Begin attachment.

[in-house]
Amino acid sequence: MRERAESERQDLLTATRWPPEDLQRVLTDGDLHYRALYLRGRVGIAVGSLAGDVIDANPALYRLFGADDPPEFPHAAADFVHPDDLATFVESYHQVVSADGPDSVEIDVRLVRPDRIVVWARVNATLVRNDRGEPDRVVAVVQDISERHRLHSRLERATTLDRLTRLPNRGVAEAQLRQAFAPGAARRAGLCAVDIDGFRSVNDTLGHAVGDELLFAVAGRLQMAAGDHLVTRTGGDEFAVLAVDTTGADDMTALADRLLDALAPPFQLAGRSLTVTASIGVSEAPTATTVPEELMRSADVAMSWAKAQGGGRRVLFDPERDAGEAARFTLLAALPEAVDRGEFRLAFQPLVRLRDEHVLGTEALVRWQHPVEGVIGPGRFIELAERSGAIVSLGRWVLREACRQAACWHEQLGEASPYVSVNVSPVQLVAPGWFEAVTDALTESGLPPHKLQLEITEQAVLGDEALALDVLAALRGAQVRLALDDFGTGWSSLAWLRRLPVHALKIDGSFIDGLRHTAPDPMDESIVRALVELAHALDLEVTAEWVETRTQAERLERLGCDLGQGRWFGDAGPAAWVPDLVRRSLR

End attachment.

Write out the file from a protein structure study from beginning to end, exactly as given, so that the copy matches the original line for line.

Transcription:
[in-house]
Amino acid sequence: MRERAESERQDLLTATRWPPEDLQRVLTDGDLHYRALYLRGRVGIAVGSLAGDVIDANPALYRLFGADDPPEFPHAAADFVHPDDLATFVESYHQVVSADGPDSVEIDVRLVRPDRIVVWARVNATLVRNDRGEPDRVVAVVQDISERHRLHSRLERATTLDRLTRLPNRGVAEAQLRQAFAPGAARRAGLCAVDIDGFRSVNDTLGHAVGDELLFAVAGRLQMAAGDHLVTRTGGDEFAVLAVDTTGADDMTALADRLLDALAPPFQLAGRSLTVTASIGVSEAPTATTVPEELMRSADVAMSWAKAQGGGRRVLFDPERDAGEAARFTLLAALPEAVDRGEFRLAFQPLVRLRDEHVLGTEALVRWQHPVEGVIGPGRFIELAERSGAIVSLGRWVLREACRQAACWHEQLGEASPYVSVNVSPVQLVAPGWFEAVTDALTESGLPPHKLQLEITEQAVLGDEALALDVLAALRGAQVRLALDDFGTGWSSLAWLRRLPVHALKIDGSFIDGLRHTAPDPMDESIVRALVELAHALDLEVTAEWVETRTQAERLERLGCDLGQGRWFGDAGPAAWVPDLVRRSLR